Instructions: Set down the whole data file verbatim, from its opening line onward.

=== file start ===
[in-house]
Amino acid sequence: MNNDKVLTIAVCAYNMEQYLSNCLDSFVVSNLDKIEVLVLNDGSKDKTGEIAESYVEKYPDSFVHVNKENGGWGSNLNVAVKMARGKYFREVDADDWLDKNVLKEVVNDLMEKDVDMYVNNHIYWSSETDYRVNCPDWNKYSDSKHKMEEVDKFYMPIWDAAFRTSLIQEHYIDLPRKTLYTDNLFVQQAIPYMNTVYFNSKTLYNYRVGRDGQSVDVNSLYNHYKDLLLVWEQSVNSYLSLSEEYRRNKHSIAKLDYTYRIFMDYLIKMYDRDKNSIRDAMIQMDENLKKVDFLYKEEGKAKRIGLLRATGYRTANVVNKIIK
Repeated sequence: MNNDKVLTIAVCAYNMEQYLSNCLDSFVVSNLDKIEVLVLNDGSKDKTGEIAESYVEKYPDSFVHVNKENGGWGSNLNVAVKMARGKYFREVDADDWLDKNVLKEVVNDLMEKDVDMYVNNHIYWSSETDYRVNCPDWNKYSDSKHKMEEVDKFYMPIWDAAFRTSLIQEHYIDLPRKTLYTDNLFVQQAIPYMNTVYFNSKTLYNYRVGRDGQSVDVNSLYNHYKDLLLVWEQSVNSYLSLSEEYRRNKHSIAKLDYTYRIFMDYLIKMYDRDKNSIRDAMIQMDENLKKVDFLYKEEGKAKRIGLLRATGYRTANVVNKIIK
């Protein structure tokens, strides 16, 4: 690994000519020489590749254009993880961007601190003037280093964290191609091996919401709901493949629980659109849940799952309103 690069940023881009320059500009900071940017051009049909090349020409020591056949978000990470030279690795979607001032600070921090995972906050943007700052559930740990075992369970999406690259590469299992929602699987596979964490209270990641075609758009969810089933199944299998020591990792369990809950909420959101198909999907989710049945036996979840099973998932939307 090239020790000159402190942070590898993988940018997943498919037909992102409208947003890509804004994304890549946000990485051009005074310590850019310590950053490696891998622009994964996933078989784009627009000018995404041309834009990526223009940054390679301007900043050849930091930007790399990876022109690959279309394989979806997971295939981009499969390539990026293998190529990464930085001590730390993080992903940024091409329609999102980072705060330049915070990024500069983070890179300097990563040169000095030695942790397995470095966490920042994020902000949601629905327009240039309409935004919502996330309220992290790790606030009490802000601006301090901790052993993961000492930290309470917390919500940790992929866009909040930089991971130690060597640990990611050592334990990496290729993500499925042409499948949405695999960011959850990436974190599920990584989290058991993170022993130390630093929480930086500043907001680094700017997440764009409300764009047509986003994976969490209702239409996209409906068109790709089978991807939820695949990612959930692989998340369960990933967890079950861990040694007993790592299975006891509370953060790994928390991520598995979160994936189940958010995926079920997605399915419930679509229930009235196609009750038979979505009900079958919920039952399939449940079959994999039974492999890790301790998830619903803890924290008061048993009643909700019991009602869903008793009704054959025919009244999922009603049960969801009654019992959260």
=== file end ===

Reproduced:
[in-house]
Amino acid sequence: MNNDKVLTIAVCAYNMEQYLSNCLDSFVVSNLDKIEVLVLNDGSKDKTGEIAESYVEKYPDSFVHVNKENGGWGSNLNVAVKMARGKYFREVDADDWLDKNVLKEVVNDLMEKDVDMYVNNHIYWSSETDYRVNCPDWNKYSDSKHKMEEVDKFYMPIWDAAFRTSLIQEHYIDLPRKTLYTDNLFVQQAIPYMNTVYFNSKTLYNYRVGRDGQSVDVNSLYNHYKDLLLVWEQSVNSYLSLSEEYRRNKHSIAKLDYTYRIFMDYLIKMYDRDKNSIRDAMIQMDENLKKVDFLYKEEGKAKRIGLLRATGYRTANVVNKIIK
Repeated sequence: MNNDKVLTIAVCAYNMEQYLSNCLDSFVVSNLDKIEVLVLNDGSKDKTGEIAESYVEKYPDSFVHVNKENGGWGSNLNVAVKMARGKYFREVDADDWLDKNVLKEVVNDLMEKDVDMYVNNHIYWSSETDYRVNCPDWNKYSDSKHKMEEVDKFYMPIWDAAFRTSLIQEHYIDLPRKTLYTDNLFVQQAIPYMNTVYFNSKTLYNYRVGRDGQSVDVNSLYNHYKDLLLVWEQSVNSYLSLSEEYRRNKHSIAKLDYTYRIFMDYLIKMYDRDKNSIRDAMIQMDENLKKVDFLYKEEGKAKRIGLLRATGYRTANVVNKIIK
């Protein structure tokens, strides 16, 4: 690994000519020489590749254009993880961007601190003037280093964290191609091996919401709901493949629980659109849940799952309103 690069940023881009320059500009900071940017051009049909090349020409020591056949978000990470030279690795979607001032600070921090995972906050943007700052559930740990075992369970999406690259590469299992929602699987596979964490209270990641075609758009969810089933199944299998020591990792369990809950909420959101198909999907989710049945036996979840099973998932939307 090239020790000159402190942070590898993988940018997943498919037909992102409208947003890509804004994304890549946000990485051009005074310590850019310590950053490696891998622009994964996933078989784009627009000018995404041309834009990526223009940054390679301007900043050849930091930007790399990876022109690959279309394989979806997971295939981009499969390539990026293998190529990464930085001590730390993080992903940024091409329609999102980072705060330049915070990024500069983070890179300097990563040169000095030695942790397995470095966490920042994020902000949601629905327009240039309409935004919502996330309220992290790790606030009490802000601006301090901790052993993961000492930290309470917390919500940790992929866009909040930089991971130690060597640990990611050592334990990496290729993500499925042409499948949405695999960011959850990436974190599920990584989290058991993170022993130390630093929480930086500043907001680094700017997440764009409300764009047509986003994976969490209702239409996209409906068109790709089978991807939820695949990612959930692989998340369960990933967890079950861990040694007993790592299975006891509370953060790994928390991520598995979160994936189940958010995926079920997605399915419930679509229930009235196609009750038979979505009900079958919920039952399939449940079959994999039974492999890790301790998830619903803890924290008061048993009643909700019991009602869903008793009704054959025919009244999922009603049960969801009654019992959260």